By Juan Sanchez
If you’re like me, you hate talking about money. And, of course, people hate hearing pastors talk about money. To them, it feels like we only talk about money when we’re behind budget.
For me, whenever I do talk about money, I wonder if I simply lack faith. Still, how we handle money falls under Jesus’ command to “teach them everything I have commanded you.”
Just recently, I found Acts 11:27-30 as a helpful passage to guide our church’s thinking about Christian generosity. In these few verses, Jesus made the need of the Jerusalem church known to the Christians in Antioch through a revelation from the Spirit to the prophet Agabus (11:27-28).
Agabus reported the revelation, and the mainly Greek church in Antioch resolved to take up an offering for the mainly Jewish church in Jerusalem (11:29-30). This gift not only displayed the care of Jesus for his church, but it also displayed the unity of the one Church, the Church of Jesus Christ, made up of both Jew and Gentile.
Consider with me four principles of generosity we observe as the Christians in Antioch responded to the financial need of the Jerusalem church.
Principle 1 | They gave willingly and deliberately (Acts 11:29).
Once the need was known, the disciples in Antioch determined that they would send a relief offering—no one asked them to. That word determined may also be translated “decided” or “resolved.”
In other words, knowing the need, they resolved to be generous. And notice that the determination was both individual (“each” v.29) and corporate (“the disciples” v.29).
There could be any number of reasons one might determine to give. Some people give out of obligation or obedience, others out of shame or guilt. But the greatest fuel for generosity is love.
Think about it: We’re all generous with whom or what we love – generous with our time, our resources, and our money. If we love self, we lavish ourselves with what makes us most happy. If we love others, we lavish them with what makes them most happy.
Because I love my wife, for example, I delight in showering her with generosity, even to the point of personal sacrifice. And that’s no surprise because love by definition and example is sacrificial.
But God proves his own love for us in that while we were still sinners, Christ died for us. (Romans 5:8).
And Jesus’ love for us is such that he laid aside his wealth in heaven to become a poor servant on earth, so that through his perfect life, substitutionary death, and victorious resurrection, we who are poor in spirit may share in his heavenly inheritance through repentance from sin and faith in him. That’s good news!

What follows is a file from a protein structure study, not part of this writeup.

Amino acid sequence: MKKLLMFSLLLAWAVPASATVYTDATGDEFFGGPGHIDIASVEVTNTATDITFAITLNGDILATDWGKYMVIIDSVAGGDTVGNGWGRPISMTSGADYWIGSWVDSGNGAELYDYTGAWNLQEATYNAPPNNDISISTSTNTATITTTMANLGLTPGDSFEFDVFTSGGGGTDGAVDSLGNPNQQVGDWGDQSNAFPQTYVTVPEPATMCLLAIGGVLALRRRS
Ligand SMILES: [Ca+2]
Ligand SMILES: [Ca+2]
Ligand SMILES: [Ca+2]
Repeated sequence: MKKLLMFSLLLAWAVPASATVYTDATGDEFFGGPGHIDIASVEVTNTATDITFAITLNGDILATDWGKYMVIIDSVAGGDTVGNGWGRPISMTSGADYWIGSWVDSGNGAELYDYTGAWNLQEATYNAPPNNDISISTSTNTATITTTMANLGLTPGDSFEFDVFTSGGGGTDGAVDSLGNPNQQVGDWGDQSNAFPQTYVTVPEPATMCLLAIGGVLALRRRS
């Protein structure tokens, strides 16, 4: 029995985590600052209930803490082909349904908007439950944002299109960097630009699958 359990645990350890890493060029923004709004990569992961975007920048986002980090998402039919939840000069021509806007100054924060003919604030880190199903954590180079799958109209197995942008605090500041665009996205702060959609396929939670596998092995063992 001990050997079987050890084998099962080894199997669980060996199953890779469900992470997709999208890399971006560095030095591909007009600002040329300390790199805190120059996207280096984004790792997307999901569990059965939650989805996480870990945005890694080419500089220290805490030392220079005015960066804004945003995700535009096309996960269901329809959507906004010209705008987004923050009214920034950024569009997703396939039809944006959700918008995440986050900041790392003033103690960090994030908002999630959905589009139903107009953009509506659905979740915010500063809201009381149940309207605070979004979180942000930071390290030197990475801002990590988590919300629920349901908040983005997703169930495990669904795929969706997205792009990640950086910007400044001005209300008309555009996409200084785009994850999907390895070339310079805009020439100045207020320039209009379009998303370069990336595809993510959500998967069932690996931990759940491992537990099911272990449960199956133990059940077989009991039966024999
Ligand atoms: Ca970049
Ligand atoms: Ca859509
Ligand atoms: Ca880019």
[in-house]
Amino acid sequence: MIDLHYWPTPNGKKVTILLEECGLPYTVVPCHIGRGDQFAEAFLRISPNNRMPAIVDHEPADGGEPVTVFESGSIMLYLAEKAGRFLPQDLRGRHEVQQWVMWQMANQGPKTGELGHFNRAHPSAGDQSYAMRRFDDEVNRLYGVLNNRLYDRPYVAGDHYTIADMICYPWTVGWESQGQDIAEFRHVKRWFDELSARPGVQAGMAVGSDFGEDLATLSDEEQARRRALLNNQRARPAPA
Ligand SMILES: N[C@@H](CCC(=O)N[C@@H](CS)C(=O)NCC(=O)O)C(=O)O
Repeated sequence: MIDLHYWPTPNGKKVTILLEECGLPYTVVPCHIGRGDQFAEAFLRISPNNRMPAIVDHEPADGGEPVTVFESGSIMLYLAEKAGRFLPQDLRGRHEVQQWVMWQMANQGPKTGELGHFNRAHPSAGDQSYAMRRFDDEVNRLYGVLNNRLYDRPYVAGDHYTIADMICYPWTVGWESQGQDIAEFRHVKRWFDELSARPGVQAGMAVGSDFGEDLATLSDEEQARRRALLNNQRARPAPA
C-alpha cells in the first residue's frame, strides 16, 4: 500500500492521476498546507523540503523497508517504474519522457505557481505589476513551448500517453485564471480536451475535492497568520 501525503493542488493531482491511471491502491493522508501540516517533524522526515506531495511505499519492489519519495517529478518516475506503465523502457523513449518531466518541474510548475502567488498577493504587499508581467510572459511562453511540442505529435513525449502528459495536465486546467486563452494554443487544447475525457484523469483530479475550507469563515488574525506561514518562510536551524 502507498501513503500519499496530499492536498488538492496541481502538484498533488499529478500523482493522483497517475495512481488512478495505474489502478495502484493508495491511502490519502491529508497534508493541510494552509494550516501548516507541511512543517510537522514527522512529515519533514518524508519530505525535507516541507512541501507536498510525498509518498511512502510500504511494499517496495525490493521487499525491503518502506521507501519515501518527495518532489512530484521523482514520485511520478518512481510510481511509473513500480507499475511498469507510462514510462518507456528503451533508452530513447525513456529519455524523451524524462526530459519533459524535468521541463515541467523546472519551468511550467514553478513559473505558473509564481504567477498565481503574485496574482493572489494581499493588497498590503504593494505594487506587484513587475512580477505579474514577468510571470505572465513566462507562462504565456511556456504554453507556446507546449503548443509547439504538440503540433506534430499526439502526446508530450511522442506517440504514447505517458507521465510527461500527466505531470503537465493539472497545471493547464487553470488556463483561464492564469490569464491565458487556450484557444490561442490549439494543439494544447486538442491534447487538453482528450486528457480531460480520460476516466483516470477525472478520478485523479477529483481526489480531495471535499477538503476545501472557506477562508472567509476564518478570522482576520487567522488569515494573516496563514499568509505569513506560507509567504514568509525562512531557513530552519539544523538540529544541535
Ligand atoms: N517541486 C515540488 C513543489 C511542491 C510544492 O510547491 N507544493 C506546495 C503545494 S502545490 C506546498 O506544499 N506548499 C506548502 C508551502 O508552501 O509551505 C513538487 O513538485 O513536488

Jesus cares for his people through the generosity of his people, and he gives us both the definition and example of what that generosity looks like in the flesh. Let us love others as Jesus loved us and resolve to be generous.
Principle 2 | They gave proportionally (Acts 11:29).
We cannot give what we do not have, and Jesus never asks us to do so. Instead, the Christians in Antioch resolved to give according to their ability – literally, according to how each prospered.
The question we need to help our people ask is “What do we have to give?” Truth be told, as Americans, we have a lot more to give than we realize. We need to help our churches understand that everything we have comes from God and that we are merely God’s managers of what he gives us.
God provides for us that we may live and care for our family, and he blesses us in ways that allow us to be his instruments for the care of his people.
It’s possible that our people’s love for self has driven them into strangling debt. As a result, they feel they can’t give. Encourage them to get help getting out of debt so that they may be free to be generous. Then encourage them to begin giving generously according to what they have, not what they do not have.
Principle 3 | They gave purposely (Acts 11:29).
The disciples in Antioch gave for a particular purpose – to send relief to the saints in Judea. They didn’t collect a general offering for general needs; they were purposeful. And so should we be.
At most churches, the purpose of giving is outlined in their annual budget. Use your budget as a teaching tool. Help your church understand the purposes for which they should give generously. Then, use the budget as a prayer guide – praying for your pastors, ministries, and gospel partnerships throughout the world.
Principle 4 | They gave wisely (Acts 11:30).
You want your church to be purposeful in their generosity, but you also want to provide accountability. The church in Antioch wisely chose trusted men (Paul and Barnabas) to take the offering to Jerusalem. And Paul and Barnabas wisely delivered the offering to the elders of the church, not just anyone.
If we want to cultivate a culture of generosity in our churches, then we should follow the example of the church in Antioch. Because of their faith in Christ, they were labeled as Christians – Christ-followers. Because of their generosity, they displayed the unity of the one Church, made up of Jew and Gentile, and they displayed the promise that Jesus cares for his people through the generosity of his people.
May the Lord grant our churches to grow in generosity that we may bring Him glory and show the world that we are Christians.